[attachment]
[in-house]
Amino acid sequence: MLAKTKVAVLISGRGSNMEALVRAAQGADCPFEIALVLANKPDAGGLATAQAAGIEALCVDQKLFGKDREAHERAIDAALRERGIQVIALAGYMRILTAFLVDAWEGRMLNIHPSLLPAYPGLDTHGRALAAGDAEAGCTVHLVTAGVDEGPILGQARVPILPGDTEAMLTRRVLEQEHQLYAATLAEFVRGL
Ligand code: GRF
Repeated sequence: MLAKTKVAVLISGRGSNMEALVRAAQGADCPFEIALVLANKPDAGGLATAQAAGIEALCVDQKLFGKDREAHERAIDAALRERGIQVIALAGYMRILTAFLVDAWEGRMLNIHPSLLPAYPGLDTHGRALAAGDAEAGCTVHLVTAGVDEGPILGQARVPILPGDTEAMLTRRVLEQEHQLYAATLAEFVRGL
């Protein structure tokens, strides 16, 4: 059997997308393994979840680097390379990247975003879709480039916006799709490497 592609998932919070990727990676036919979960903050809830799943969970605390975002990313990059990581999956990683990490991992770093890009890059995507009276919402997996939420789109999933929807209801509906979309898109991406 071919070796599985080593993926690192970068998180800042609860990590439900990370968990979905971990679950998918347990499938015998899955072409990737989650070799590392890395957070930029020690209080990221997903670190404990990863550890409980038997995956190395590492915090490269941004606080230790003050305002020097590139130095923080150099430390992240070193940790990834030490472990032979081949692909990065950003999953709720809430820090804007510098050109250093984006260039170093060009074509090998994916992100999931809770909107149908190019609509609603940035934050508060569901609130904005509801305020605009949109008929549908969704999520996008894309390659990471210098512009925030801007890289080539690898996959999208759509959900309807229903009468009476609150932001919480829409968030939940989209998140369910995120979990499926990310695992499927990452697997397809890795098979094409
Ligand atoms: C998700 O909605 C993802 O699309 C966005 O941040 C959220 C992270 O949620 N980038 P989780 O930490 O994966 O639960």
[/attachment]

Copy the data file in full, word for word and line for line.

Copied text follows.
[in-house]
Amino acid sequence: MLAKTKVAVLISGRGSNMEALVRAAQGADCPFEIALVLANKPDAGGLATAQAAGIEALCVDQKLFGKDREAHERAIDAALRERGIQVIALAGYMRILTAFLVDAWEGRMLNIHPSLLPAYPGLDTHGRALAAGDAEAGCTVHLVTAGVDEGPILGQARVPILPGDTEAMLTRRVLEQEHQLYAATLAEFVRGL
Ligand code: GRF
Repeated sequence: MLAKTKVAVLISGRGSNMEALVRAAQGADCPFEIALVLANKPDAGGLATAQAAGIEALCVDQKLFGKDREAHERAIDAALRERGIQVIALAGYMRILTAFLVDAWEGRMLNIHPSLLPAYPGLDTHGRALAAGDAEAGCTVHLVTAGVDEGPILGQARVPILPGDTEAMLTRRVLEQEHQLYAATLAEFVRGL
């Protein structure tokens, strides 16, 4: 059997997308393994979840680097390379990247975003879709480039916006799709490497 592609998932919070990727990676036919979960903050809830799943969970605390975002990313990059990581999956990683990490991992770093890009890059995507009276919402997996939420789109999933929807209801509906979309898109991406 071919070796599985080593993926690192970068998180800042609860990590439900990370968990979905971990679950998918347990499938015998899955072409990737989650070799590392890395957070930029020690209080990221997903670190404990990863550890409980038997995956190395590492915090490269941004606080230790003050305002020097590139130095923080150099430390992240070193940790990834030490472990032979081949692909990065950003999953709720809430820090804007510098050109250093984006260039170093060009074509090998994916992100999931809770909107149908190019609509609603940035934050508060569901609130904005509801305020605009949109008929549908969704999520996008894309390659990471210098512009925030801007890289080539690898996959999208759509959900309807229903009468009476609150932001919480829409968030939940989209998140369910995120979990499926990310695992499927990452697997397809890795098979094409
Ligand atoms: C998700 O909605 C993802 O699309 C966005 O941040 C959220 C992270 O949620 N980038 P989780 O930490 O994966 O639960």